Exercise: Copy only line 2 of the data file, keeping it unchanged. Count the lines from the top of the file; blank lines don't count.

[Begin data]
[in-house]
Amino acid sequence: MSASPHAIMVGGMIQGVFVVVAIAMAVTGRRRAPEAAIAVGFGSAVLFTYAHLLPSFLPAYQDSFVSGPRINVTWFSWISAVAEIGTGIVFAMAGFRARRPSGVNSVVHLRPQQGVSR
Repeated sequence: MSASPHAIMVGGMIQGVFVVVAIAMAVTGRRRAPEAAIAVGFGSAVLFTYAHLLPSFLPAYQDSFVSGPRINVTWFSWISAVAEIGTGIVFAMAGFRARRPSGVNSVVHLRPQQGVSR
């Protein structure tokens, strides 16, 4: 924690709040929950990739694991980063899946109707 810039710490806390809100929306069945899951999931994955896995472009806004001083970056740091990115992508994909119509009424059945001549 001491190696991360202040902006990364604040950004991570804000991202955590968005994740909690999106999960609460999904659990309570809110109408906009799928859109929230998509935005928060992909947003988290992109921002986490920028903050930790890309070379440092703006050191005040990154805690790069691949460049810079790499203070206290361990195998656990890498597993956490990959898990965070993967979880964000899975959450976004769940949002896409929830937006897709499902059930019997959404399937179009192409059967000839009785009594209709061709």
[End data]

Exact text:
Amino acid sequence: MSASPHAIMVGGMIQGVFVVVAIAMAVTGRRRAPEAAIAVGFGSAVLFTYAHLLPSFLPAYQDSFVSGPRINVTWFSWISAVAEIGTGIVFAMAGFRARRPSGVNSVVHLRPQQGVSR